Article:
Textbooks present a financial burden to students. Penn estimates that students will spend $1,318 on academic materials this academic year. But this dollar amount varies greatly per student, and even with financial aid, this is often a heavy cost to bear, particularly for first-generation, low-income students. The University offers a textbook library for FGLI students at the Greenfield Intercultural Center in order to cut costs. But due to a recent surge in demand, the library needs increased staffing, space, and funding. Penn needs to step up and provide more resources to the FGLI textbook library.
The spaces that appear prominently on Penn's campus speak to its values as an institution. Yet, on Locust Walk, the historic fraternity houses far overshadow other groups. La Casa Latina, Makuu, and the Pan-Asian American Community House are confined to a basement in the ARCH building.
Last year, Penn celebrated when the Philadelphia Eagles became the Super Bowl LII champions. This year, as the country again turns to watch the top NFL teams contend for a championship, attention on Colin Kaepernick’s protests against racist police practices has been renewed.
In 2016 — the most recent year for which Penn's data is public — Penn President Amy Gutmann earned a record high of $3,908,031. This is a 10.5 percent increase from the previous year, the number makes her the second highest-paid university president in the Ivy League. Still, The Daily Pennsylvanian Editorial Board supports Gutmann's high salary for her work fundraising, diversifying opportunities for students, and building new spaces for our campus.
Secretary of Education Betsy DeVos’s proposed Title IX regulations move one step closer to approval on Jan. 30, when the period for public comment on the proposal draws to a close.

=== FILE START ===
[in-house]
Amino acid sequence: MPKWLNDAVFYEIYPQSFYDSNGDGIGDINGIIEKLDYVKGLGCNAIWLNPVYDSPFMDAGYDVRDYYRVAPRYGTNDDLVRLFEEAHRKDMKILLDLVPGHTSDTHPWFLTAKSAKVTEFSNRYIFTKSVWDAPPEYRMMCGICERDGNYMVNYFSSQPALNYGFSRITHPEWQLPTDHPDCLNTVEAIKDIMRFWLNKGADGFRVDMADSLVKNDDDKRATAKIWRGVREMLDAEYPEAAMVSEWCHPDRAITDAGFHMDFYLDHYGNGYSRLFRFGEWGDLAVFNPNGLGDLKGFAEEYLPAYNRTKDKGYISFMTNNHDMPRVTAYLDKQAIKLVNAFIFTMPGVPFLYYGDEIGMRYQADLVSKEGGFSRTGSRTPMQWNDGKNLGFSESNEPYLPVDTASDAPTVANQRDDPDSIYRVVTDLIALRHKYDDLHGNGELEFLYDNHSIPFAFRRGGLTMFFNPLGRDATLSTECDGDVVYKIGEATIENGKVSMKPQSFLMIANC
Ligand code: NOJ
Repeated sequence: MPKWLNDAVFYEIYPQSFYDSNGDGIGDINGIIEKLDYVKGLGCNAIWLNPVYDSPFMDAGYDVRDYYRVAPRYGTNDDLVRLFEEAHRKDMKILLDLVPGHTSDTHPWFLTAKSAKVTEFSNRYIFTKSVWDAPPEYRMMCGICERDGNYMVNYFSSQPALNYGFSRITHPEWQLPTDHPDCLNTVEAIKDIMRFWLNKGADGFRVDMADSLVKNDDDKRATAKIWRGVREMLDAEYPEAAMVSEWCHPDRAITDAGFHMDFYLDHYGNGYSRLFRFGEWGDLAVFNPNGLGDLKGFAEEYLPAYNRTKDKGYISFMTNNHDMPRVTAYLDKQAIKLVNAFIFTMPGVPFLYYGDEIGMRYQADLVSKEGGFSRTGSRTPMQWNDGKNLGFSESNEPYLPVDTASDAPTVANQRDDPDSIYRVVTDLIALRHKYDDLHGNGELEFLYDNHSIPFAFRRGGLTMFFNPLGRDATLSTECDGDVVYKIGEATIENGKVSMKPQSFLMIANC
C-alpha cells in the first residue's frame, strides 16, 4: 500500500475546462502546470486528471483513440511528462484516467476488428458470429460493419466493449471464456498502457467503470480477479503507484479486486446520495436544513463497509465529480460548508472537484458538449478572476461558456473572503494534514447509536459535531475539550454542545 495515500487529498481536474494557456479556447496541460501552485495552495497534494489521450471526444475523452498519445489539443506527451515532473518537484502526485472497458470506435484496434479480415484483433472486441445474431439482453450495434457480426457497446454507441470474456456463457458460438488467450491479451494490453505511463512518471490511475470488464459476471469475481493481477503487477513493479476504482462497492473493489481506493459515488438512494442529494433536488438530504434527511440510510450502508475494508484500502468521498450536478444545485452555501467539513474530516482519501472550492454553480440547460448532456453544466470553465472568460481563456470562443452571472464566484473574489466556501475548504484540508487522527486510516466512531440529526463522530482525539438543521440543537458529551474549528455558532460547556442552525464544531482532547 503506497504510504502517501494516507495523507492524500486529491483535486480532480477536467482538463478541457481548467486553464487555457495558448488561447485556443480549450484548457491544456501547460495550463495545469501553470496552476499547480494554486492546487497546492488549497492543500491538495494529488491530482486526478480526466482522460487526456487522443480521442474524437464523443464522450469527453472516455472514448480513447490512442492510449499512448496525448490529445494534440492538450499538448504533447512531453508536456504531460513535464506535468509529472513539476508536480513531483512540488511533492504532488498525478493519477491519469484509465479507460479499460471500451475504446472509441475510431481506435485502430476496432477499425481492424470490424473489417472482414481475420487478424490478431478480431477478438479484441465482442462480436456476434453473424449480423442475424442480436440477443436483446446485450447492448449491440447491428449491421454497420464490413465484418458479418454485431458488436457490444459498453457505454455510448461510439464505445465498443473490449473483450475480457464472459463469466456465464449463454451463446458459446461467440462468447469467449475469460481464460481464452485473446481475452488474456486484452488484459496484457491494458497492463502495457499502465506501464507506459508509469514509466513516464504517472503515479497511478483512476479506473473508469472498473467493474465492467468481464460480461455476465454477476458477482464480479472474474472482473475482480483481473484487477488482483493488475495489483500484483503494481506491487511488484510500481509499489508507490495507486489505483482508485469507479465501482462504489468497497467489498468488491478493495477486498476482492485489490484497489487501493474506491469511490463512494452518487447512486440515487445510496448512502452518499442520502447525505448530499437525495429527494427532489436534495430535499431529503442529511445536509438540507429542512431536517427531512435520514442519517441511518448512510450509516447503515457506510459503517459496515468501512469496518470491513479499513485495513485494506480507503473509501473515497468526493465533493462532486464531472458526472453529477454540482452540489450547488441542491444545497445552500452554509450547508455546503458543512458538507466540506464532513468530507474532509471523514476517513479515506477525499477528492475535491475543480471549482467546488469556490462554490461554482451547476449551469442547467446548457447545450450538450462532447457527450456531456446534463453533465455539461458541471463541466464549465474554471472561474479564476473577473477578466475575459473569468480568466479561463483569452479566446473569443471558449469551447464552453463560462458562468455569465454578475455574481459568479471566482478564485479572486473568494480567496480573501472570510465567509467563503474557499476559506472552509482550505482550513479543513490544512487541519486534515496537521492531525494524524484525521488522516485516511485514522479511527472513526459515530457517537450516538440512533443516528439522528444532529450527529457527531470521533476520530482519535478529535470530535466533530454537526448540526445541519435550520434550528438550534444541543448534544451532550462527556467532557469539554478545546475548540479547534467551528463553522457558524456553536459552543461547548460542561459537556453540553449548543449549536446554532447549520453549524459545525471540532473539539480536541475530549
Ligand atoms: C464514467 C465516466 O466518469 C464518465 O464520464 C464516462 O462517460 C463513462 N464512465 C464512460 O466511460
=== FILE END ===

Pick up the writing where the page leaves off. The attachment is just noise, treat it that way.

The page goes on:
It’s time for Penn to follow other universities in offering free pads and tampons to students across campus. The Undergraduate Assembly recently announced it is working to increase accessibility to menstrual products, an initiative that will entail placing tampons in gender-neutral spaces and reducing “stigmas that prevent menstrual products from being viewed as a necessity.” The UA's initiative is a step in the right direction. Still, Penn must take action too.
Sorority recruitment can be unforgiving. It demands hours of small talk, trudging through the cold, and being subject to the opinions of older peers. Each year, freshmen emerge from rush with bids from sororities, hundreds of friends stronger than they began. But it is inevitable that the process will leave many young women feeling inadequate, disappointed, and confused about their futures at Penn.
It only takes a few days on Penn's campus before you hear rumors from new friends or see a meme in a Facebook group about the poor quality of care from Penn's Counseling and Psychological Services and its lack of funding. Wait times for appointments are long. The CAPS office is far from campus. And, seriously, Wharton is getting its own private counselor?
2018 was a year to remember. Take a look back on Penn's most memorable moments with The Daily Pennsylvanian's Year in Review.
In this week's edition of Is Stat So?, football comes from behind in the second half, a freshman wrestler makes a startling debut, and women's soccer takes away a great stat from a heartbreaking game.